Samuel Brown Wylie

SBWylie1773WYLIE, Samuel Brown, clergyman, son of Adam and Margaret (Brown) Wylie, born in Moylarg, County Antrim, Ireland, May 21, 1773; died in Philadelphia, Pennsylvania, 14 October, 1852. He was graduated at the University of Glasgow in 1797, and taught for a short time in Ballymena, Ireland, but was compelled to leave the country in consequence of his efforts in favor of Irish independence. He arrived in the United States in October, 1797. taught in Cheltenham, Pennsylvania, and in 1798 became a tutor in the University of Pennsylvania, subsequently establishing a private academy in Philadelphia, which he successfully conducted for many years. Soon after his arrival in this country he studied theology under the care of the Reformed Presbyterian church, and was licensed to preach in 1799.

He was a delegate to the convention of the Reformed Presbyterian church in Ireland and Scotland in 1802, and on his return was called to the pastorate of the 1st Reformed Presbyterian church of Philadelphia, which he held until his death, a period of fifty-one years. When the theological seminary of his church was organized in 1809, he became a professor there, and held office till 1851. In 1828-’45 he occupied the chair of languages in the University of Pennsylvania, of which he was vice-provost in 1838-’45. Dickinson gave him the degree of D. D. in 1816. Dr. Wylie was an eminent classical and Oriental scholar, a contributor to the American philosophical society, an assistant editor of the “Presbyterian ” in 1821-‘2, and the author of “The Faithful Ministry of Magistracy and Ministry upon a Scriptural Basis” (Philadelphia, 1804), and ” Life of Alexander McLeod” (1855). He also compiled a Greek grammar (1838). See memoirs of him by Reverend John D. McLeod (New York, 1852), and Reverend Gilbert McMaster (Philadelphia, 1852). He married Margaret,daughter of Andrew Watson of Pittsburg, originally from Scotland.

–His son, Theophilus Adam [Wylie], educator, born in Philadelphia, Pennsylvania, 8 October, 1810, was graduated at the University of Pennsylvania in 1830, and became an assistant in the academic department of that institution. In 1837 he accepted the chair of natural philosophy and chemistry in Indiana university, and in 1852 he became professor of mathematics in Miami University, but three years later he returned to his former post. He was transferred to the chair of ancient languages in 1864, and during 1859 was acting president of the university. In 1886 he withdrew from active work and was made professor emeritus. Professor Wylie was ordained as a clergyman in the Reformed Presbyterian church in 1838, and was pastor of that church in Bloomington, Indiana, in 1838-’52 and 1855-’69. He has in preparation a ” History of the University of Indiana,” with sketches of the faculty and graduates.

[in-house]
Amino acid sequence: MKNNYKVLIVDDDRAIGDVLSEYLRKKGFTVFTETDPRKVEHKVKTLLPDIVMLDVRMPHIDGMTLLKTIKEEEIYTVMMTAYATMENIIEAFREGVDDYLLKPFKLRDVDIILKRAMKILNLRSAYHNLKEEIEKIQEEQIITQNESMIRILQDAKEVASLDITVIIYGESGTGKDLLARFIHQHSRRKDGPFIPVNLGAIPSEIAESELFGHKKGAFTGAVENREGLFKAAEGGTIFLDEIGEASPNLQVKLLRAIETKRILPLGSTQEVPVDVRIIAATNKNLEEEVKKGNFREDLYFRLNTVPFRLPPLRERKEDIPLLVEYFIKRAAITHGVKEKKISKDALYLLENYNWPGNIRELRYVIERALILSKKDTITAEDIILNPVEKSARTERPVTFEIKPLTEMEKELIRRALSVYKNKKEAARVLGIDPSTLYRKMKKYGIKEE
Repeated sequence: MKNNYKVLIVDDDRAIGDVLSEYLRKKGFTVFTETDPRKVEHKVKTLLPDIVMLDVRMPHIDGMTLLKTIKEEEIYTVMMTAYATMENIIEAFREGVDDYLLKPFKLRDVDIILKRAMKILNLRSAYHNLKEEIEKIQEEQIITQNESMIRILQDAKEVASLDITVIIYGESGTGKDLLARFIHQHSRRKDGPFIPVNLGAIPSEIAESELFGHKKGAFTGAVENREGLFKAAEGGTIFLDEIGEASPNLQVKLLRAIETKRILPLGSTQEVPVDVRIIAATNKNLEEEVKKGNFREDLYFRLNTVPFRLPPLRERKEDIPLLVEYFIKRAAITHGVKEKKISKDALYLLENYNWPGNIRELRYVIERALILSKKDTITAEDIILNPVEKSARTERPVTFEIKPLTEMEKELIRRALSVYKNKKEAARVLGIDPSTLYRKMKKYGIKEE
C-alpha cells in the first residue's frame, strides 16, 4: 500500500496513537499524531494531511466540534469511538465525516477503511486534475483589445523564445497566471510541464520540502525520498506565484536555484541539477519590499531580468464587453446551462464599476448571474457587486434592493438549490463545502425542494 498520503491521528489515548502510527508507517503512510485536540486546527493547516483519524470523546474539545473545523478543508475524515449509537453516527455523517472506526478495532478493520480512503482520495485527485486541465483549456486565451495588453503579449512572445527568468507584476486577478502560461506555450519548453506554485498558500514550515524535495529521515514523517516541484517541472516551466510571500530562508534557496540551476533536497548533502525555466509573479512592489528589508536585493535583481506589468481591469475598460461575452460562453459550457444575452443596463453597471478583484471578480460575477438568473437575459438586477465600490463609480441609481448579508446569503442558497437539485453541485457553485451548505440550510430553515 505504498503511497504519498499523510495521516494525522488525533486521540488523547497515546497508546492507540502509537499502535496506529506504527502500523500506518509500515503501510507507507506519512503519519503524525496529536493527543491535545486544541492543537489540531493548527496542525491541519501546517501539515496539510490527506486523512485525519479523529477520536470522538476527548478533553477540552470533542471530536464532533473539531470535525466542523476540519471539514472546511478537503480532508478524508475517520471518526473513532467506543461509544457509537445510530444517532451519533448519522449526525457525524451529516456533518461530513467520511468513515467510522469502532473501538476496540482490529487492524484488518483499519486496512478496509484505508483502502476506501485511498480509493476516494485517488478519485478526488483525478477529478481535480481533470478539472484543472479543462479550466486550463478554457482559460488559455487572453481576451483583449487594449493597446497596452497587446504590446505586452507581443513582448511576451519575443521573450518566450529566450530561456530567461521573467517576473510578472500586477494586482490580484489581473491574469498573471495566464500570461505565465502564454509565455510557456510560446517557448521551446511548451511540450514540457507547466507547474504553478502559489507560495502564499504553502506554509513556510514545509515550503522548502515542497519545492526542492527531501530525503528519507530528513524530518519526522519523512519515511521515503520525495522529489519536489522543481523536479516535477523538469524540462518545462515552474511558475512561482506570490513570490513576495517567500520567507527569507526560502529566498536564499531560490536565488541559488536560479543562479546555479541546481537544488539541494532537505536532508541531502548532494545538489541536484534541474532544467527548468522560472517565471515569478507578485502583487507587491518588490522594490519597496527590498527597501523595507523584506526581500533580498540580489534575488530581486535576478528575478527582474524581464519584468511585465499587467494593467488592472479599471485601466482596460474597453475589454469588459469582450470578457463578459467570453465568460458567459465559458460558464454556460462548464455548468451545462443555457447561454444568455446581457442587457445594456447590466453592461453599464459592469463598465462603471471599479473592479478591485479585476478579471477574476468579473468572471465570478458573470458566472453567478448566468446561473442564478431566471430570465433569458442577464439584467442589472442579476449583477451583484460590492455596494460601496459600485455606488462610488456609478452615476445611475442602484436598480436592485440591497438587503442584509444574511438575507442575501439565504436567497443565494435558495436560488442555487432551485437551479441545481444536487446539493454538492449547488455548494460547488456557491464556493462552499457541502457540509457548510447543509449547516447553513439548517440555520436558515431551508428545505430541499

–Another son, Theodore William John [Wylie], clergyman, born in Philadelphia., 3 October, 1818, was graduated at the University of Pennsylvania in 1836, studied theology, was ordained to the ministry of the Reformed Presbyterian church, mid in 1838 became associate pastor with his father of the 1st church in Philadelphia. When the latter (died in 1852, the son succeeded him as pastor. He was corresponding secretary of the board of missions of his church in 1843-‘9, professor in the Reformed Presbyterian theological seminary in 1847-’51, 1854-‘7, and 1859-’69, and edited the “Missionary Advocate” in 1838-’41 and the “Banner of the Covenant” in 1845-’55. The University of New York gave him the degree of D. D. In 1859. Dr. Wylie is the author of an “English, Latin, and Greek Vocabulary” (Philadelphia, 1839); “The God of our Fathers” (1854); and “Washington as a Christian” (1862). Dr. Wylie died in Philadelphia, October 13, 1852.


  • University of Pennsylvania Archives.
  • Wilson, James Grant & John Fiske, eds. Appletons’ Cyclop√¶dia of American Biography, D. Appleton. NEW YORK 1888-1889.
  • WYLIE, THEOPHILUS A. Diaries of Theophilus A. Wylie, 1832-92. Transcribed by Elizabeth M. Greene. Bloomington, IN: Department of Chemistry, Indiana University, 1987.